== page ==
Cortico-cortical connections that reach the primary motor cortex (M1) are thought to transmit crucial information relevant to build the final motor output required to perform a selected motor plan. These connections originate from key areas of the parietal and frontal lobes, such as the posterior parietal cortex (PPC), the supplementary motor area (SMA) and the ventral (PMv) and dorsal premotor cortex (PMd). Multifocal transcranial magnetic stimulation (TMS) has been recently investigated as a powerful method able to track within millisecond time scale direct information on the causal functional connectivity of these non-primary motor areas with the M1 that would explain how their activity may modulate the spatial pattern of output from primary motor areas preceding execution of a movement. A conditioning stimulus (CS) is first used to activate putative pathways to the motor cortex from, for example, the PPC or the PMd, while a second, test stimulus (TS), delivered over the M1 a few milliseconds later probes any changes in excitability that are produced by the CS. When tested at rest, the activation of these cortico-cortical projections may induce both a transient facilitation and a inhibition in the M1 ipsilateral or contralateral to the site of conditioning. However these interactions are not fixed, but may change critically during a certain motor task, giving important information on how the strength of the connection changes over time and during a specific task, and providing crucial information on the causal effects that a specific cortical region exerts over the M1. Moreover, it is possible to combine these measurements of functional connectivity together with diffusion tensor magnetic resonance imaging (DTI) to obtain insight into the white matter pathways that mediate these interactions. Here, we review studies describing the functional role of parallel cortico-cortical connections among the PMd, PMv, PPC and M1 in specific motor tasks such as action selection, action reprogramming, action observation and goal- directed reaching and grasping movements, showing that the functional interplay between these areas is not fixed, but is promptly activated depending on the behavioural state.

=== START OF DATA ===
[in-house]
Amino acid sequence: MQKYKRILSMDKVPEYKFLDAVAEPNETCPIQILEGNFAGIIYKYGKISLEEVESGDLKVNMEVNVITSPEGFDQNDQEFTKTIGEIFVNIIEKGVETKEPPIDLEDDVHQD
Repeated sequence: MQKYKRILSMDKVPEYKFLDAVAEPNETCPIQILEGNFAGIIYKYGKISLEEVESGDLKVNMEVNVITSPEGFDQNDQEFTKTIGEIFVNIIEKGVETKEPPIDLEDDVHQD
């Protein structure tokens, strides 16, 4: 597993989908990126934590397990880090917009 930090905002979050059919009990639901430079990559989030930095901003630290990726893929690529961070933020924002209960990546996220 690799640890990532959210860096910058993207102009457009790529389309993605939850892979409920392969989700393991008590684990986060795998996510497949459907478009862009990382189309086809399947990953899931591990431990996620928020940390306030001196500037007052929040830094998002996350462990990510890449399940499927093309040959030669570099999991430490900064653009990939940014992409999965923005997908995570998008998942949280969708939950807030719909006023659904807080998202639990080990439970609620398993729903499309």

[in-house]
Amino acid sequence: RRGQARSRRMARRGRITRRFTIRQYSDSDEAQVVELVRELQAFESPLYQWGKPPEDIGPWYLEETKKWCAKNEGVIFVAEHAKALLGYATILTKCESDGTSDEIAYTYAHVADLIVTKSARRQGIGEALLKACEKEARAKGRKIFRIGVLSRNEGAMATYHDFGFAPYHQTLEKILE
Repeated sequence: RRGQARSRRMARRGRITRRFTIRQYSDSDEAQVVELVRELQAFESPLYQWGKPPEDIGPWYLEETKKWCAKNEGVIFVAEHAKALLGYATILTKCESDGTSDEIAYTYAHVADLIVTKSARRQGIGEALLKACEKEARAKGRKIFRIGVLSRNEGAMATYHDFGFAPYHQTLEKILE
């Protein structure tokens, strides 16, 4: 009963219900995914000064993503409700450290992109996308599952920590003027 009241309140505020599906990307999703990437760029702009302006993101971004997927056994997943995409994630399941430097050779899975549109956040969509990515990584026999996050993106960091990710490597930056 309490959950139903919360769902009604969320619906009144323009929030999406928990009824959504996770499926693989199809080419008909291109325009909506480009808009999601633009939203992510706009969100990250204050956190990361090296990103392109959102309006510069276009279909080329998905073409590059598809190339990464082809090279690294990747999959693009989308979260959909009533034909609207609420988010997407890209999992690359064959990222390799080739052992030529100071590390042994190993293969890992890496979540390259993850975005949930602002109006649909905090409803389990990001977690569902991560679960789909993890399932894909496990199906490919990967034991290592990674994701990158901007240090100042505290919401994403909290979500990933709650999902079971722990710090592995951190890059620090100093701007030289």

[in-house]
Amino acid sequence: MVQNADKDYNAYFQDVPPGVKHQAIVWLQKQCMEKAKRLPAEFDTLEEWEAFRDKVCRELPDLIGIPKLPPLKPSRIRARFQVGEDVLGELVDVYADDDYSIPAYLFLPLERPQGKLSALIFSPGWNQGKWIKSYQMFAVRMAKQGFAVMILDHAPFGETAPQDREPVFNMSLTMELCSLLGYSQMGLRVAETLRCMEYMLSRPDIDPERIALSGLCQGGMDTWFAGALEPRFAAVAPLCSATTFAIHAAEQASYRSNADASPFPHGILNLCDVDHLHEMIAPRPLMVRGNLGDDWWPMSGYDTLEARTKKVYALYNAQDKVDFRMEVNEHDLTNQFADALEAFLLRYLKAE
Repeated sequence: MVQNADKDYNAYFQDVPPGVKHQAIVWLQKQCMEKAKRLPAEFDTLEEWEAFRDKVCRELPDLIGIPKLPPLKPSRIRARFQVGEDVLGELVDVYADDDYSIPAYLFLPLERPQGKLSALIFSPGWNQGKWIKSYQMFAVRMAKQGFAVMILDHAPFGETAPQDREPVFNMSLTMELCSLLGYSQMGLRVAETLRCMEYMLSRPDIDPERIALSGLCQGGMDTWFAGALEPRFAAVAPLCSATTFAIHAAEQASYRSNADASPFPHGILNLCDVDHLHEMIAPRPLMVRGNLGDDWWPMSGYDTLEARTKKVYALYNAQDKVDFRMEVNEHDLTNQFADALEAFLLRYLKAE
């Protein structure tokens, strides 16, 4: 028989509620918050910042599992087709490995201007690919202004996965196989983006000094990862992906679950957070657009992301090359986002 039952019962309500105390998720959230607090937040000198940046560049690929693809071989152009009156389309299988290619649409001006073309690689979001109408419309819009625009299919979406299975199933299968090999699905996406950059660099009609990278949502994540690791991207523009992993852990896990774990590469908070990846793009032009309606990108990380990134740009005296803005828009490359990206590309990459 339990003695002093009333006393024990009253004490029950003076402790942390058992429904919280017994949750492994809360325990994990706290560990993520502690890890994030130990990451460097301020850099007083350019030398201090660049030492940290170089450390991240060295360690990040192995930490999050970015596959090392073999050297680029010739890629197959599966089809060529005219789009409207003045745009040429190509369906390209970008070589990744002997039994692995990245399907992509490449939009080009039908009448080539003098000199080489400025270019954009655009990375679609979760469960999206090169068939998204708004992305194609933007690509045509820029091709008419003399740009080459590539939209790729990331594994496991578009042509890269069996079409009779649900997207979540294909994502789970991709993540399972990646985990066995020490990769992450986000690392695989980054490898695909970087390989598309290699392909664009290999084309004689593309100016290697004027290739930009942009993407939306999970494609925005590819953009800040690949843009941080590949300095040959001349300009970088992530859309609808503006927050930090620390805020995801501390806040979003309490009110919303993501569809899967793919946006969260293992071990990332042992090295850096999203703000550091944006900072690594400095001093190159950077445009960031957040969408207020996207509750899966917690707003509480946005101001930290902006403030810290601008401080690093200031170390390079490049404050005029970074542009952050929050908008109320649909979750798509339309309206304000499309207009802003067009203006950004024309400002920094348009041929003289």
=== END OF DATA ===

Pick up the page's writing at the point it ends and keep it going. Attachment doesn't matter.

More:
|Title of host publication||Cortical Connectivity: Brain Stimulation for Assessing and Modulating Cortical Connectivity and Function|
|Publisher||Springer-Verlag Berlin Heidelberg|
|Number of pages||20|
|ISBN (Print)||9783642327674, 3642327664, 9783642327667|
|Publication status||Published - Jul 1 2012|
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